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Tournament Angler Guide

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Hobie winner’s winning notes – confidence is key Richard Somerton

Last year was very rewarding, and I enjoyed fishing the 2016 Hobie series. I went into this season with a bit more competitive drive, which I had been struggling with in the previous year. Again, it was a full calendar, with tournaments in Western Australia, Queensland, New South Wales, Victoria and finally a return to Tassie! The Hobie Australasia team had again put another interesting and varied season together. BEGINNINGS It all started for me at Bemm River, an arena I have previously done extremely well in. Going into the competition I was confident of at least a top 10 finish. I didn’t adapt well to the sudden rise in water level, wind strength and the hammering my spots got on pre-fish, but I stuck to my plan, with the result of 32nd… ouch! With the biggest turnout ever in the kayak series of over 100 competitors, I knew it was 8

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going to be a big year. Mallacoota again put on the numbers and was the second of the World Qualifiers after Bemm, and one I wanted to get up on the podium and to gain back some vital Worlds team points. I had a good plan, that unfortunately relied on at least one good Mallacoota beast, and I didn’t quite get there, finishing 4th. It was great to see Carl Dubois take the win and it was the start of his dominance that would eventually see him take out a well-deserved Angler of the Year title. OVER THE DITCH! It was then time for Hobie to take the show overseas! That’s right, the black bream Mecca of Tasmania. I had fished the Scamander for trout once, and that was about it, and being yet another Worlds Qualifier, I had put hours of research in with Mr Cranka Crab himself, Steve Steer. Myself and a few others found it to be a tough bite, and not the system I had heard it was, and this combined with my reluctance to use soft plastics saw me finish a disappointing 12th, and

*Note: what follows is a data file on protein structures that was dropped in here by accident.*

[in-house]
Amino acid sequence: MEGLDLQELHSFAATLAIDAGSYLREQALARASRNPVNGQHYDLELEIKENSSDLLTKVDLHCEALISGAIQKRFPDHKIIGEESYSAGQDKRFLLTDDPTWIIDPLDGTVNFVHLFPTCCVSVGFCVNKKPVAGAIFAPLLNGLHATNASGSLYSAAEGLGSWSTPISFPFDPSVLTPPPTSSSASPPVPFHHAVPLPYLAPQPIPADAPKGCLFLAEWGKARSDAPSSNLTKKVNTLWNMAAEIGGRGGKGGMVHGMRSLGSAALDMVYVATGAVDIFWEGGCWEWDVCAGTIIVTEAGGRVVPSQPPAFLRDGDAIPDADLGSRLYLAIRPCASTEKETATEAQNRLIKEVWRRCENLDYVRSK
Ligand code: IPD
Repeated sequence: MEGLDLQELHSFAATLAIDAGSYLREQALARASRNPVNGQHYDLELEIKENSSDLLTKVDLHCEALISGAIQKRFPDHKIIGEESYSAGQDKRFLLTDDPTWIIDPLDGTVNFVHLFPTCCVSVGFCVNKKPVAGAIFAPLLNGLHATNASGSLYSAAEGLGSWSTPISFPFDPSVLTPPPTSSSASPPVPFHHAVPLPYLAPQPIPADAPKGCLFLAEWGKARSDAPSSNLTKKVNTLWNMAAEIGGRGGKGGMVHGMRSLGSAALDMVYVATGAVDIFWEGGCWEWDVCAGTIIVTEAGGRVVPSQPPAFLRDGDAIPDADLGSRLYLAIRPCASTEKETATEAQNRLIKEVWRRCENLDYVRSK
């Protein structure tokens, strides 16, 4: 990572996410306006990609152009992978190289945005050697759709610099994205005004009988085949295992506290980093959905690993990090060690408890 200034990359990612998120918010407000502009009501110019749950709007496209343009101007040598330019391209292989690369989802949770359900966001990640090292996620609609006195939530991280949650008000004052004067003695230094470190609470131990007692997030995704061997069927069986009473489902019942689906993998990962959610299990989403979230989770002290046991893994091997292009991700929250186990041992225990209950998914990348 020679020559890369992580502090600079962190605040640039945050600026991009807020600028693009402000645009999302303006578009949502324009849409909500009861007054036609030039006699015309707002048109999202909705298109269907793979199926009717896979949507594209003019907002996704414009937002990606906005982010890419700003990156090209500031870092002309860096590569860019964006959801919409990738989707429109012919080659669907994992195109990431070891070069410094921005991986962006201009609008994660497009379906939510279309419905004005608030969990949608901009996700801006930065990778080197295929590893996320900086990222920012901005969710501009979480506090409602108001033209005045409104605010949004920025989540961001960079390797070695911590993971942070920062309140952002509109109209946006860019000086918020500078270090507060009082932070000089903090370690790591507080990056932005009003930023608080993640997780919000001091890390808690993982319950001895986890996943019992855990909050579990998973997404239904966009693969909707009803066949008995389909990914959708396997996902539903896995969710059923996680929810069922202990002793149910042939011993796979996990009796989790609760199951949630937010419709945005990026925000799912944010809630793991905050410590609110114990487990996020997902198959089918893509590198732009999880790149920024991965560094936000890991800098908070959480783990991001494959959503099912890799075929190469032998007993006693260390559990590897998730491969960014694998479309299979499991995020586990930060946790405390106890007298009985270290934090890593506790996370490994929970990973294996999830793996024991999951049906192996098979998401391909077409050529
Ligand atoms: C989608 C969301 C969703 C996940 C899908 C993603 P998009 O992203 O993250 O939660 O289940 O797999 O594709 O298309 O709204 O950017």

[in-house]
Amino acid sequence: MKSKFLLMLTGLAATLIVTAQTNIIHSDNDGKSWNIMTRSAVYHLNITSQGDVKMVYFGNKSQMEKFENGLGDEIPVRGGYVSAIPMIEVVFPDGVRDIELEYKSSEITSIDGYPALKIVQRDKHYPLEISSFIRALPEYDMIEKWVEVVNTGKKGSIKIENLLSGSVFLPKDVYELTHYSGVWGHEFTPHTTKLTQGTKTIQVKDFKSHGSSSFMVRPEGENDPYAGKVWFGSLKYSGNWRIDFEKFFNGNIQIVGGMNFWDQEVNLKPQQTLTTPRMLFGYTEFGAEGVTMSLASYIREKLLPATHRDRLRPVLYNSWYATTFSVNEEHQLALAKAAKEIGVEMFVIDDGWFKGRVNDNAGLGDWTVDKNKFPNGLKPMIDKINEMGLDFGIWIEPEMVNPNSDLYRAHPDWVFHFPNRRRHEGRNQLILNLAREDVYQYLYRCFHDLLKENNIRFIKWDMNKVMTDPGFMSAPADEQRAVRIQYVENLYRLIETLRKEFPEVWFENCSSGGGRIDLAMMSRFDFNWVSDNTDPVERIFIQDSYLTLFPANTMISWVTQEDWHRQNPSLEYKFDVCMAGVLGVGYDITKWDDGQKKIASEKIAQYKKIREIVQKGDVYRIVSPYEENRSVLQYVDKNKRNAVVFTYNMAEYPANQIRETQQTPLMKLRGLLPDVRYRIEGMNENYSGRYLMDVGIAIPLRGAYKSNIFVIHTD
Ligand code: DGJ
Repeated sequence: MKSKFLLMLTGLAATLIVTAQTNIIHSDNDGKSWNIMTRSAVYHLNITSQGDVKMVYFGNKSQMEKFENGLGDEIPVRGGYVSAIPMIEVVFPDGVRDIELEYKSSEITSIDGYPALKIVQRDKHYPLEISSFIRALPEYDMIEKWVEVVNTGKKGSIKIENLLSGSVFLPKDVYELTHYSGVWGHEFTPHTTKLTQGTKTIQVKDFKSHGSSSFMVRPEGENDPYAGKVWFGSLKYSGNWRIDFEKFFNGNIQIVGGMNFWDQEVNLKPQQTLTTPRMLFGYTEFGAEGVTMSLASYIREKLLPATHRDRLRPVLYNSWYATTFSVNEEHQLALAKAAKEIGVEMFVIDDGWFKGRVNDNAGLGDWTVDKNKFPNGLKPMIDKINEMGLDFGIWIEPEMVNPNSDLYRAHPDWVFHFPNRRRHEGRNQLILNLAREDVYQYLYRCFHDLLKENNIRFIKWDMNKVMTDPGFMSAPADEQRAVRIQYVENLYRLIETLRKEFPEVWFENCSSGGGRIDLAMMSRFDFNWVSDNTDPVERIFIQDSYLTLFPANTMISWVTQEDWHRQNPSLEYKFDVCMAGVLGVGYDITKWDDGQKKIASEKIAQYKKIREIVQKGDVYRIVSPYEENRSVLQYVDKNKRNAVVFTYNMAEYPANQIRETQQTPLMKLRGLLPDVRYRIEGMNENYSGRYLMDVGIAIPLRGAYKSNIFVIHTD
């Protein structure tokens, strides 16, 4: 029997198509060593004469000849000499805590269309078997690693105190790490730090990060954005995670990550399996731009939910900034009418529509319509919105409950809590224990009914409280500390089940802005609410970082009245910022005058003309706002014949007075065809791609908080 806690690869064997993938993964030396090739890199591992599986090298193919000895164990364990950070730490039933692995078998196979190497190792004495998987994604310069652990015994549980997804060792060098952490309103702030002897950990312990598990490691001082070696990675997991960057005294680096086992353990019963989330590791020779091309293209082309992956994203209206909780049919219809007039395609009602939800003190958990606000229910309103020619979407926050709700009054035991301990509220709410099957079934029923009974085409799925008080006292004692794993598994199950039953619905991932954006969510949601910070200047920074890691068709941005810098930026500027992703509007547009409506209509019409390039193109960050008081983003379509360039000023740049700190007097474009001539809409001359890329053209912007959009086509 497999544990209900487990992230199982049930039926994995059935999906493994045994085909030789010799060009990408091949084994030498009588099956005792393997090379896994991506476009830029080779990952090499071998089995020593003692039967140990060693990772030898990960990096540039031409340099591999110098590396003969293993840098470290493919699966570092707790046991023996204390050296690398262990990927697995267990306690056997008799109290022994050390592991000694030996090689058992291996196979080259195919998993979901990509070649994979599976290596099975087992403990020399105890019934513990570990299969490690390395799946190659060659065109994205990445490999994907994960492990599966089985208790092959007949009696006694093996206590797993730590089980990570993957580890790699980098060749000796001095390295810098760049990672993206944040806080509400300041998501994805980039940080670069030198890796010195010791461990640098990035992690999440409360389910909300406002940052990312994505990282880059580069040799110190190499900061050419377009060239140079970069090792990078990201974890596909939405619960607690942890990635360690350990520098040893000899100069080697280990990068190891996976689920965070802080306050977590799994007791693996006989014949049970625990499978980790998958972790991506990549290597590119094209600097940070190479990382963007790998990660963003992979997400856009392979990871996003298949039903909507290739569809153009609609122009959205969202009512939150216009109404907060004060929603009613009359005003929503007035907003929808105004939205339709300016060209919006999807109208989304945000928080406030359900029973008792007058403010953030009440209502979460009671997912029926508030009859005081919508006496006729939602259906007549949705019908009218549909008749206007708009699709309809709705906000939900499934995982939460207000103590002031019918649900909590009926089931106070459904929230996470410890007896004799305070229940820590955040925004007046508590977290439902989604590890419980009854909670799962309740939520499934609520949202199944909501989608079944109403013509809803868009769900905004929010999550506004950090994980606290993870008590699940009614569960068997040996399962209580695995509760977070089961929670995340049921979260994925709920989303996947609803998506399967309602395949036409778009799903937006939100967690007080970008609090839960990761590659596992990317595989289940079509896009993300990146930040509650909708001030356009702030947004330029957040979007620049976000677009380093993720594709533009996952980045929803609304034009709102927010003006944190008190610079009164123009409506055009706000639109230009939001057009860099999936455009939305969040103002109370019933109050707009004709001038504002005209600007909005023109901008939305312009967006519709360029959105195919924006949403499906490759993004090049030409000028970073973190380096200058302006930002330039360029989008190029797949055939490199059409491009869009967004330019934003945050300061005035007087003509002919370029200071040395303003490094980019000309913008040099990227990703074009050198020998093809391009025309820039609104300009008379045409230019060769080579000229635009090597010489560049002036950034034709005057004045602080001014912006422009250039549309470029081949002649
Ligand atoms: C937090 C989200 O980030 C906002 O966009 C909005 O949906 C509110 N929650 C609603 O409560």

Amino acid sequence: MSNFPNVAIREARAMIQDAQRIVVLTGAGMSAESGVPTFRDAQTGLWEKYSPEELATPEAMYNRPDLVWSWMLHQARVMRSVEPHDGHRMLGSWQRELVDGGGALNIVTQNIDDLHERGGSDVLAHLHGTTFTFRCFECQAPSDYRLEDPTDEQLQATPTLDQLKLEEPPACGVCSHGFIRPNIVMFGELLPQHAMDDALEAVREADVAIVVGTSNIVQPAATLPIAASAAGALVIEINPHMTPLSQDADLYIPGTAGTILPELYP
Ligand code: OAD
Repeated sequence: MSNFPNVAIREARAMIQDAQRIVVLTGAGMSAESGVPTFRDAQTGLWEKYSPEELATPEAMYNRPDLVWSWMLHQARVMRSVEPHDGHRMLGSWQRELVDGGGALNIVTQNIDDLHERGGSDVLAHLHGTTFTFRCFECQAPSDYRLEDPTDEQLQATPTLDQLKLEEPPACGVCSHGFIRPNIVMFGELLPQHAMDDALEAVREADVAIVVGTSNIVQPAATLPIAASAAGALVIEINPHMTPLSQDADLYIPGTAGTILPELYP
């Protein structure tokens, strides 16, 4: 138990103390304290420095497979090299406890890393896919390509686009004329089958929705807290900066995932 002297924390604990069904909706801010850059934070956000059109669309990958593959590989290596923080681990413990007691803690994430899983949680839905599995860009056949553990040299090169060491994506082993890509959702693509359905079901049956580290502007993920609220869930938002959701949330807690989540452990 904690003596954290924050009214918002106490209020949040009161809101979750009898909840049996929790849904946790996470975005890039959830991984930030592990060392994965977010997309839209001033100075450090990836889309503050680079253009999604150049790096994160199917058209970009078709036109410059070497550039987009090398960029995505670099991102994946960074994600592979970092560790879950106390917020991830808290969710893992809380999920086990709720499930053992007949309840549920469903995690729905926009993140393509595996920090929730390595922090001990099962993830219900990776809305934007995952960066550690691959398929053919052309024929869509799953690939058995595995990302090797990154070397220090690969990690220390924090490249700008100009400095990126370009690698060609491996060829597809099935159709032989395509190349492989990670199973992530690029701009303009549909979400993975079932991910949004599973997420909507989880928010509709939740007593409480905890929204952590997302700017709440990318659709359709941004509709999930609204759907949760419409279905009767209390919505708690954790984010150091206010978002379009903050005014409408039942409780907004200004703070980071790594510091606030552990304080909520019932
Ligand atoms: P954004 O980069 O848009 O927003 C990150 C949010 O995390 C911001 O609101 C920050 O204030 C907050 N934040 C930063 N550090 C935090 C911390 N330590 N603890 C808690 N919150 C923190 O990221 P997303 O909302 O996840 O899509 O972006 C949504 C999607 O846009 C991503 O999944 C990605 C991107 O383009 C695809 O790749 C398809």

definitely not where I had told myself I would finish. A few days later and a short drive down the road was the Swan River, and the next round of the Hobie roadshow. I love this place, and have fished it both in tournaments and socially. It has flats, racks, rocks and is very tidal. It has everything an angler could want for black bream, including some true beasts. After the prefish, I was confident and even said to my wife Tanya, “I’ve got this.” Well, it might have been a bit cocky, but I have been told you must win it in your head before going on the field. Well, finally it all came together for me with a good kicker fish on each day backed by solid bags, and this saw me take out my first win of the series and a major boost to my confidence. BACK ON THE MAINLAND The season rolled on, and I managed a 6th at St Georges Basin, and being my first yellowfin event of the year, it gave me a bit of hope that my yellowfin mojo hadn’t left me leading up to the big event, the Forster round!